Ballroom Marfa, alongside the Washington Spectator, The Big Bend Sentinel, Marfa Public Radio and Marfa Book Company, brought the second biennial Marfa Dialogues, a three-day symposium that included conversations around climate change and sustainability with artists, performers, writers, scientists and entrepreneurs — among them Michael Pollan, author of The Botany of Desire and The Omnivore’s Dilemma, and Rebecca Solnit, the distinguished critic and author of A Field Guide to Getting Lost and A Paradise Built in Hell. Other featured participants included David Buckland, Hamilton Fish, Cynthia Hopkins, Diana Liverman, John Nielsen-Gammon, Robert Potts, Tom Rand and Bonnie J. Warnock.
The 2012 Marfa Dialogues began with the opening of Carbon 13, Ballroom Marfa’s fall 2012 exhibition presenting newly commissioned works by artists that propose a creative response to climate change. Curated by David Buckland, Founder and Director of Cape Farewell, Carbon 13 featured eight international artists who have ventured alongside scientists to some of the world’s geographic tipping points, places profoundly stressed by our warming planet, and whose work aims to stimulate a wider engagement with the climate debate.
We kickstarted our symposium following the annual town-wide Marfa Lights Festival Parade at the Crowley Theater where we hosted a thought-provoking conversation about art and activism with Carbon 13 artists, moderated by Rebecca Solnit. The next discussion examined the ecological challenges facing the Southwest with leading environmental expert Diana Liverman and Texas State Climatologist John Nielsen-Gammon. On Sunday morning, guests were invited to engage with the West Texas landscape on a guided nature walk led by Bonnie J. Warnock, chair of the Department of Natural Resource Management at Sul Ross University. Sunday continued with two events at the Marfa Book Company — a reading by Rebecca Solnit and a presentation by Tom Rand, a Cleantech investor and expert on carbon mitigation. The weekend concluded with a performance by New York-based artist Cynthia Hopkins of This Clement World, a musical that sails through the burning ice and myths of the high arctic.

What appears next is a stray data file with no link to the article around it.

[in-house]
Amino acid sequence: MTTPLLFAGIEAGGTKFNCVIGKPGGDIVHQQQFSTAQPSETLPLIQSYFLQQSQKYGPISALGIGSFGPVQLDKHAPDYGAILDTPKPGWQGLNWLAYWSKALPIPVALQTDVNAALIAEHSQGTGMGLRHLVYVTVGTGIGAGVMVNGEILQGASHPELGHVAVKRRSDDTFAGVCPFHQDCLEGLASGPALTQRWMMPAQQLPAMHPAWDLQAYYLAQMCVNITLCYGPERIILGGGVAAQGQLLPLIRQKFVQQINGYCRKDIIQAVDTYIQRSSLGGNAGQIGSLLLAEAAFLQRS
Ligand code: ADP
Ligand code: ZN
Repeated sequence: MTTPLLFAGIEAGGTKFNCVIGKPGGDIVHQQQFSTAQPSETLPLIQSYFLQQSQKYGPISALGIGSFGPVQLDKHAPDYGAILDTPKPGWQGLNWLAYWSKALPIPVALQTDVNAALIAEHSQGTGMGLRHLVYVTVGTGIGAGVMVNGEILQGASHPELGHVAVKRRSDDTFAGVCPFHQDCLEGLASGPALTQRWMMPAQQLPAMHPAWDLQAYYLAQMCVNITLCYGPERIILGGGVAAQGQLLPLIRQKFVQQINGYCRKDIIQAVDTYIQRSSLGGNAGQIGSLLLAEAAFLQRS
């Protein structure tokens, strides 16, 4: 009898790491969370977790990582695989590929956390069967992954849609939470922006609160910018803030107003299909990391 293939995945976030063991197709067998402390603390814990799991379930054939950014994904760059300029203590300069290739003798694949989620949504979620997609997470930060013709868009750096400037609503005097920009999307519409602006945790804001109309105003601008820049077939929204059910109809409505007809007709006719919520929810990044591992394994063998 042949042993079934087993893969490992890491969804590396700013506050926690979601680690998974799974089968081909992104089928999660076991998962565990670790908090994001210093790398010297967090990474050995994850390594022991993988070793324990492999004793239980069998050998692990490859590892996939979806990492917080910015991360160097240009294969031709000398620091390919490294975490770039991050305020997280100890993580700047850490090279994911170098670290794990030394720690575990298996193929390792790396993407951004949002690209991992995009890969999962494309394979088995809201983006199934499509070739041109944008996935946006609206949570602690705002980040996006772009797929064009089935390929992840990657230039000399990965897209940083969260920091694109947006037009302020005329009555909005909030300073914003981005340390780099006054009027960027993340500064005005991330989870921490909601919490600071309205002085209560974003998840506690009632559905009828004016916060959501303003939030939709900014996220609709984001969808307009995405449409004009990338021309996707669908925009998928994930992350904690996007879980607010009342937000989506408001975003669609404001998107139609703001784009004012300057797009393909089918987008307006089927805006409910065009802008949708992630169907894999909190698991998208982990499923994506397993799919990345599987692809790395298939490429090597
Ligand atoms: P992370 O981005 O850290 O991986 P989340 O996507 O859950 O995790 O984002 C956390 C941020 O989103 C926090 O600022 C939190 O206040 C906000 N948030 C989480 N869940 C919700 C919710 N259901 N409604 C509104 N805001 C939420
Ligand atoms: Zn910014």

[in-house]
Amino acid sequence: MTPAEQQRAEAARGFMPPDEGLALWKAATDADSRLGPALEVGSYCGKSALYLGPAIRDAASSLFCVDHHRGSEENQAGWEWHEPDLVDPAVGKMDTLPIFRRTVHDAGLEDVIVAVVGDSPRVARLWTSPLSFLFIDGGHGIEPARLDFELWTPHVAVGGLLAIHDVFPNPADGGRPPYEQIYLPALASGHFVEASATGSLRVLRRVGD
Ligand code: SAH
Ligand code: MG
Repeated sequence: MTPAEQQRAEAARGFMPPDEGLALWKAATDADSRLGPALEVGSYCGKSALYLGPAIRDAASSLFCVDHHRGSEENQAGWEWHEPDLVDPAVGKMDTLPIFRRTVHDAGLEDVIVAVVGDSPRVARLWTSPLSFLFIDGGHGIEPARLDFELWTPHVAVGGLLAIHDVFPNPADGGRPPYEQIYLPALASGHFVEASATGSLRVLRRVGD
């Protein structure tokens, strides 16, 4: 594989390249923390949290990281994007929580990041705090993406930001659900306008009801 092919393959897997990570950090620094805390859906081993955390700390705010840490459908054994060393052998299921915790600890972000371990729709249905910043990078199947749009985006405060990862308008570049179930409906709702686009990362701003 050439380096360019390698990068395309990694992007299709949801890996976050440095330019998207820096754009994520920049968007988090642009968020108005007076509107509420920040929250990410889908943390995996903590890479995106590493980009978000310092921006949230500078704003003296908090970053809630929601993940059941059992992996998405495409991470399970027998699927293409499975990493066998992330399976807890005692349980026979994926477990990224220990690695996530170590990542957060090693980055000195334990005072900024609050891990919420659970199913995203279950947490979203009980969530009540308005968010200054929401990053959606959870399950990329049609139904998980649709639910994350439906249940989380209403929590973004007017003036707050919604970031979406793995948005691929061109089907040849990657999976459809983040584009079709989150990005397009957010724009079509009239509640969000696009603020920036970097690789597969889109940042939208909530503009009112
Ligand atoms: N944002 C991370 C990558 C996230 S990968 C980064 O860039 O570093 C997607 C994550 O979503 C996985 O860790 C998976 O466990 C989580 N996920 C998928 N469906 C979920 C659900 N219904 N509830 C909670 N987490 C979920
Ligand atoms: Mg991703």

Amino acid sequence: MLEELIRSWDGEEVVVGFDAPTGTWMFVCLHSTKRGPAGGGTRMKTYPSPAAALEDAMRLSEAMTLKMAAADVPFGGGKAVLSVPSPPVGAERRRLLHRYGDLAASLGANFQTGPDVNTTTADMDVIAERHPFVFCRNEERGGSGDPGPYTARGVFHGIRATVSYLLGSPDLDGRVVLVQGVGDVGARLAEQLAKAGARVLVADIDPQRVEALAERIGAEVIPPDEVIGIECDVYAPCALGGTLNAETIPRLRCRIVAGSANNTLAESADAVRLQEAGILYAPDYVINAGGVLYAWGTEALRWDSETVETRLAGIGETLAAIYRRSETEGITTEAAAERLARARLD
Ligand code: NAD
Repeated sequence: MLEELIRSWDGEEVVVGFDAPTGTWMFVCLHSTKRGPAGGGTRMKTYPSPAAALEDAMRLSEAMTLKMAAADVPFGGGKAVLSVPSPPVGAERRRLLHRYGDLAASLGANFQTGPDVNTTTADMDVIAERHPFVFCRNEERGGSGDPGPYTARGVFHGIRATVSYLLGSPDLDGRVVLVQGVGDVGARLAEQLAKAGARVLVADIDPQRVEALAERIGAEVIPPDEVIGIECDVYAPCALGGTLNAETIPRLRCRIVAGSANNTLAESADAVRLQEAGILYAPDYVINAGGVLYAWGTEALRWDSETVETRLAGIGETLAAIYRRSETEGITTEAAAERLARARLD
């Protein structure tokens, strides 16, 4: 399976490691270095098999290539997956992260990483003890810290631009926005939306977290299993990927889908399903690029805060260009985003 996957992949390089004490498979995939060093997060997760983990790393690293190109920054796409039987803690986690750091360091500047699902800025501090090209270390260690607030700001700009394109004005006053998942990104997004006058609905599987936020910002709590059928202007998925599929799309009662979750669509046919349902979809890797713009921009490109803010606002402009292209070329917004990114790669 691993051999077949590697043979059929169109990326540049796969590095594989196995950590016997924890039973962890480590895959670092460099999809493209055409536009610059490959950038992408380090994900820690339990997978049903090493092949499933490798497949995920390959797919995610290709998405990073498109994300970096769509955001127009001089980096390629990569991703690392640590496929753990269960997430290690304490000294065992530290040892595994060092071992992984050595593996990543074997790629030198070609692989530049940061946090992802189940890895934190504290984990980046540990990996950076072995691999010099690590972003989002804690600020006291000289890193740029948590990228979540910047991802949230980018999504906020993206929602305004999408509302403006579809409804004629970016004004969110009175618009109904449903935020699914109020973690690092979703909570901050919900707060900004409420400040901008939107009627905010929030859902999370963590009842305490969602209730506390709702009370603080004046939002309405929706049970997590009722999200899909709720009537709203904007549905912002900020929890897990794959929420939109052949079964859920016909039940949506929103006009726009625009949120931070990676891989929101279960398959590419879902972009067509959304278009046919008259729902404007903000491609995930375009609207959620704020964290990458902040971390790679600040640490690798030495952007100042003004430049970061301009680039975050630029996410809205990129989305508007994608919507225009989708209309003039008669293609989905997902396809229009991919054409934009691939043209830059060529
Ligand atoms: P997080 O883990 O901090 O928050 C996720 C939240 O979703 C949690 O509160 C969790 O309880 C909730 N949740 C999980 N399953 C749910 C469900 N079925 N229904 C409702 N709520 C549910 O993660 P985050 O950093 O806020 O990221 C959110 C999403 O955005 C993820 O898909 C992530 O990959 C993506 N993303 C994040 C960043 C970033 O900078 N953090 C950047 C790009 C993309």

With the Marfa Dialogues and Carbon 13, Ballroom Marfa continued its ambitious mission to discover new perspectives on social issues by examining them through the lens of artistic practice. By underlining the power of artistic engagement to communicate, on a human scale, the urgency of global climate change, the event hopes to inspire and envision the cultural shift required to build a sustainable society.
All weekend events were free and open to the public. Marfa Dialogues panels and conversations were broadcasted on Marfa Public Radio
- Marfa Lights Festival parade
- Carbon 13 Opening at Ballroom Marfa
- Community dinner at the Capri